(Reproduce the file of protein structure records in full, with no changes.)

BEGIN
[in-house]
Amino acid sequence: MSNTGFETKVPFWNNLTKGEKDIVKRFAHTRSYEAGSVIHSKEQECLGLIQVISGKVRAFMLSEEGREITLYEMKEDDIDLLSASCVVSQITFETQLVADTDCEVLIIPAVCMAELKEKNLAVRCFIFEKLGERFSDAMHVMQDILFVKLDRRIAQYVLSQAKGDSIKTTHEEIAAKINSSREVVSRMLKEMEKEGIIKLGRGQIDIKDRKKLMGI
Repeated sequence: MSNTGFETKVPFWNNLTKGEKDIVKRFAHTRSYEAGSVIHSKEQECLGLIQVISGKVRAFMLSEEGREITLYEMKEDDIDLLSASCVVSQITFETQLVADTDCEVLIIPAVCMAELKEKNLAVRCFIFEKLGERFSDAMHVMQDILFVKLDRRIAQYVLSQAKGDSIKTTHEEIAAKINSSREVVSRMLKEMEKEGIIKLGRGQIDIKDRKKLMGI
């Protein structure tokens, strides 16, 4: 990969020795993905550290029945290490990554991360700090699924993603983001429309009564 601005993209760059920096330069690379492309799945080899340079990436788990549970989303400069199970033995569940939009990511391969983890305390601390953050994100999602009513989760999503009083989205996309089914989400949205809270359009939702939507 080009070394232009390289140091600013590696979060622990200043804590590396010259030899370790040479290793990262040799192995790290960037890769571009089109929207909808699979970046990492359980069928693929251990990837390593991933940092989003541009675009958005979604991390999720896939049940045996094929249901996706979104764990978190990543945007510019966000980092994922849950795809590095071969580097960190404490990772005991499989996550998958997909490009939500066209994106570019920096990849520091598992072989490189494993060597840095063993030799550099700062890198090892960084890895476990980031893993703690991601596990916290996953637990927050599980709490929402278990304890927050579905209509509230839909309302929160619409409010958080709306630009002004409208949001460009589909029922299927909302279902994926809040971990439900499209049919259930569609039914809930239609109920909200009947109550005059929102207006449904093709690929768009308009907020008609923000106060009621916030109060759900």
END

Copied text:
[in-house]
Amino acid sequence: MSNTGFETKVPFWNNLTKGEKDIVKRFAHTRSYEAGSVIHSKEQECLGLIQVISGKVRAFMLSEEGREITLYEMKEDDIDLLSASCVVSQITFETQLVADTDCEVLIIPAVCMAELKEKNLAVRCFIFEKLGERFSDAMHVMQDILFVKLDRRIAQYVLSQAKGDSIKTTHEEIAAKINSSREVVSRMLKEMEKEGIIKLGRGQIDIKDRKKLMGI
Repeated sequence: MSNTGFETKVPFWNNLTKGEKDIVKRFAHTRSYEAGSVIHSKEQECLGLIQVISGKVRAFMLSEEGREITLYEMKEDDIDLLSASCVVSQITFETQLVADTDCEVLIIPAVCMAELKEKNLAVRCFIFEKLGERFSDAMHVMQDILFVKLDRRIAQYVLSQAKGDSIKTTHEEIAAKINSSREVVSRMLKEMEKEGIIKLGRGQIDIKDRKKLMGI
């Protein structure tokens, strides 16, 4: 990969020795993905550290029945290490990554991360700090699924993603983001429309009564 601005993209760059920096330069690379492309799945080899340079990436788990549970989303400069199970033995569940939009990511391969983890305390601390953050994100999602009513989760999503009083989205996309089914989400949205809270359009939702939507 080009070394232009390289140091600013590696979060622990200043804590590396010259030899370790040479290793990262040799192995790290960037890769571009089109929207909808699979970046990492359980069928693929251990990837390593991933940092989003541009675009958005979604991390999720896939049940045996094929249901996706979104764990978190990543945007510019966000980092994922849950795809590095071969580097960190404490990772005991499989996550998958997909490009939500066209994106570019920096990849520091598992072989490189494993060597840095063993030799550099700062890198090892960084890895476990980031893993703690991601596990916290996953637990927050599980709490929402278990304890927050579905209509509230839909309302929160619409409010958080709306630009002004409208949001460009589909029922299927909302279902994926809040971990439900499209049919259930569609039914809930239609109920909200009947109550005059929102207006449904093709690929768009308009907020008609923000106060009621916030109060759900």